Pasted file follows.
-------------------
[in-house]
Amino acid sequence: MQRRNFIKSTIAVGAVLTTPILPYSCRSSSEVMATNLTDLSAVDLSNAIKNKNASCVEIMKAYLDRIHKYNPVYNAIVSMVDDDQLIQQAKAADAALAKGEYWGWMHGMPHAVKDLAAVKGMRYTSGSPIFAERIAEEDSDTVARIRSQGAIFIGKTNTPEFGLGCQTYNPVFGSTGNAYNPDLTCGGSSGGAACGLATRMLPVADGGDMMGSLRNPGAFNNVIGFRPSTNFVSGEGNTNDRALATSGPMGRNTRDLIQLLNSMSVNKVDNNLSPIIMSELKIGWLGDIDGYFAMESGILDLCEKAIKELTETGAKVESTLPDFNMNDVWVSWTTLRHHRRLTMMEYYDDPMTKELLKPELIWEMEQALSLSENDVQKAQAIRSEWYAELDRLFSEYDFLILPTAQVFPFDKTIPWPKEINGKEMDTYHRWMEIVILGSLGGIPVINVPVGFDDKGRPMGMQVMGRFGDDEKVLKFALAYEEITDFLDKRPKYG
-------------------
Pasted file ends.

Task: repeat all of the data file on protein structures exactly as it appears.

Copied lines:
[in-house]
Amino acid sequence: MQRRNFIKSTIAVGAVLTTPILPYSCRSSSEVMATNLTDLSAVDLSNAIKNKNASCVEIMKAYLDRIHKYNPVYNAIVSMVDDDQLIQQAKAADAALAKGEYWGWMHGMPHAVKDLAAVKGMRYTSGSPIFAERIAEEDSDTVARIRSQGAIFIGKTNTPEFGLGCQTYNPVFGSTGNAYNPDLTCGGSSGGAACGLATRMLPVADGGDMMGSLRNPGAFNNVIGFRPSTNFVSGEGNTNDRALATSGPMGRNTRDLIQLLNSMSVNKVDNNLSPIIMSELKIGWLGDIDGYFAMESGILDLCEKAIKELTETGAKVESTLPDFNMNDVWVSWTTLRHHRRLTMMEYYDDPMTKELLKPELIWEMEQALSLSENDVQKAQAIRSEWYAELDRLFSEYDFLILPTAQVFPFDKTIPWPKEINGKEMDTYHRWMEIVILGSLGGIPVINVPVGFDDKGRPMGMQVMGRFGDDEKVLKFALAYEEITDFLDKRPKYG